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Dear American Soldier, This Must be Said

“One who acts with courage and displays bravery can never be a wasted life.”  

The above quote is from my maternal grandmother.

I was born an American fifty years or so ago. As a child, I was surrounded by a large extended family of unique characters and expected stereotypes, as I suspect most of us experienced growing up in that era. My greatest blessing was exposure to my Mam Maw, who believed her duty was to not only love and support my upbringing – but instill in me the following:

  • My family history. Her repetitive instruction on my Family Tree going back to the 1600s. As age allowed, she would show me pictures, letters, newspaper clippings, medals, and citations, all while weaving the stories of each ancestor who had fought in every American war, including the Revolutionary War. By elementary school, and throughout my early adult life, the instruction included one or all three of my uncles sitting with us to describe their World War II experiences in detail. She had two sons come home in coffins and the three living ones had lifelong injuries including amputations.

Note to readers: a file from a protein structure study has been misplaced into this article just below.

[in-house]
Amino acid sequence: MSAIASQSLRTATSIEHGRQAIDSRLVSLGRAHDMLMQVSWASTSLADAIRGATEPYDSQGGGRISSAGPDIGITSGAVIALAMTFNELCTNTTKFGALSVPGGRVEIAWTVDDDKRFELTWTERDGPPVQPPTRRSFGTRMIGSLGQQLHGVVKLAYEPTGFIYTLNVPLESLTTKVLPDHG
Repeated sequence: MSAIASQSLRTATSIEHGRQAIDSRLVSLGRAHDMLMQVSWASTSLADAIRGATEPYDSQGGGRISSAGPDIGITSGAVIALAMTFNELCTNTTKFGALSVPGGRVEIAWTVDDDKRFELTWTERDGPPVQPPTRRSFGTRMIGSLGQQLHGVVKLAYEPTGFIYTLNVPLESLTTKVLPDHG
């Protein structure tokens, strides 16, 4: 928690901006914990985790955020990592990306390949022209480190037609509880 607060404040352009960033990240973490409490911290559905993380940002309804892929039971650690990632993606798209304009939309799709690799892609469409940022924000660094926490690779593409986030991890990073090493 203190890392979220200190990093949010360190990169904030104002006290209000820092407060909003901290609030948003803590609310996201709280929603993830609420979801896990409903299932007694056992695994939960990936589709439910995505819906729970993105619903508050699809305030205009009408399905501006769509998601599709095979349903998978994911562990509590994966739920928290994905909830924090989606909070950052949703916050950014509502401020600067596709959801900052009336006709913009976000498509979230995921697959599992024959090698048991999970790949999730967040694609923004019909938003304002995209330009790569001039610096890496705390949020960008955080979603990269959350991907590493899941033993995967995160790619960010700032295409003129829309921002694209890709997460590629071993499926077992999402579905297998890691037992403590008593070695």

• Patriotism, Honor, and Love of Country. Several times a year crisscrossing three states, we routinely visited any of the three family plots in cemeteries filled with grandfathers, uncles, brothers, cousins, and hometown neighbor sons, all veterans- to lay flowers and miniature flags on their gravesites. On these long highway excursions, she would talk about famous politicians and Generals often quoting them. Her two favorites were Lincoln and Churchill. Over pull-off rest stops, we would picnic and she would use certain picnic items to share how she and her family rationed certain foods both in WW1 and WW2. I learned about concepts like the USO Stagedoor Canteen, Rosy the Riveter, Tokyo Rose, and so many others.